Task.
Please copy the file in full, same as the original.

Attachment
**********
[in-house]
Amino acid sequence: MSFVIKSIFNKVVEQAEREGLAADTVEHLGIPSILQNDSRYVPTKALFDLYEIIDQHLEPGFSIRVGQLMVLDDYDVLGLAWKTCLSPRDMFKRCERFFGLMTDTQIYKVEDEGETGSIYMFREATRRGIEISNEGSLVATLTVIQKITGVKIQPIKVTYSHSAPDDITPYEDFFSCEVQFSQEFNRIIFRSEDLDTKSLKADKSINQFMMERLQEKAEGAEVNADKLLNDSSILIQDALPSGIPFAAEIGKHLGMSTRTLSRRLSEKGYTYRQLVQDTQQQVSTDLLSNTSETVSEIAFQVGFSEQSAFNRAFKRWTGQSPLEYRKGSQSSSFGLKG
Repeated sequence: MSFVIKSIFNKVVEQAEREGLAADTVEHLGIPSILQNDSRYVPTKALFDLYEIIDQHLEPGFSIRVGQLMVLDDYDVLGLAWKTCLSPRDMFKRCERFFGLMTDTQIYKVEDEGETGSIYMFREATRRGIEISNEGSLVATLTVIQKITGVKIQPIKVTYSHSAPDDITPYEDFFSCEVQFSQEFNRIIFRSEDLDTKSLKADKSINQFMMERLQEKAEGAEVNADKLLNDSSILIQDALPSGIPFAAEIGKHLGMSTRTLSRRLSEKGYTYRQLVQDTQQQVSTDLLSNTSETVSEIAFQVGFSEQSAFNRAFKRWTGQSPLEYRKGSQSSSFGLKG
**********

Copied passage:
[in-house]
Amino acid sequence: MSFVIKSIFNKVVEQAEREGLAADTVEHLGIPSILQNDSRYVPTKALFDLYEIIDQHLEPGFSIRVGQLMVLDDYDVLGLAWKTCLSPRDMFKRCERFFGLMTDTQIYKVEDEGETGSIYMFREATRRGIEISNEGSLVATLTVIQKITGVKIQPIKVTYSHSAPDDITPYEDFFSCEVQFSQEFNRIIFRSEDLDTKSLKADKSINQFMMERLQEKAEGAEVNADKLLNDSSILIQDALPSGIPFAAEIGKHLGMSTRTLSRRLSEKGYTYRQLVQDTQQQVSTDLLSNTSETVSEIAFQVGFSEQSAFNRAFKRWTGQSPLEYRKGSQSSSFGLKG
Repeated sequence: MSFVIKSIFNKVVEQAEREGLAADTVEHLGIPSILQNDSRYVPTKALFDLYEIIDQHLEPGFSIRVGQLMVLDDYDVLGLAWKTCLSPRDMFKRCERFFGLMTDTQIYKVEDEGETGSIYMFREATRRGIEISNEGSLVATLTVIQKITGVKIQPIKVTYSHSAPDDITPYEDFFSCEVQFSQEFNRIIFRSEDLDTKSLKADKSINQFMMERLQEKAEGAEVNADKLLNDSSILIQDALPSGIPFAAEIGKHLGMSTRTLSRRLSEKGYTYRQLVQDTQQQVSTDLLSNTSETVSEIAFQVGFSEQSAFNRAFKRWTGQSPLEYRKGSQSSSFGLKG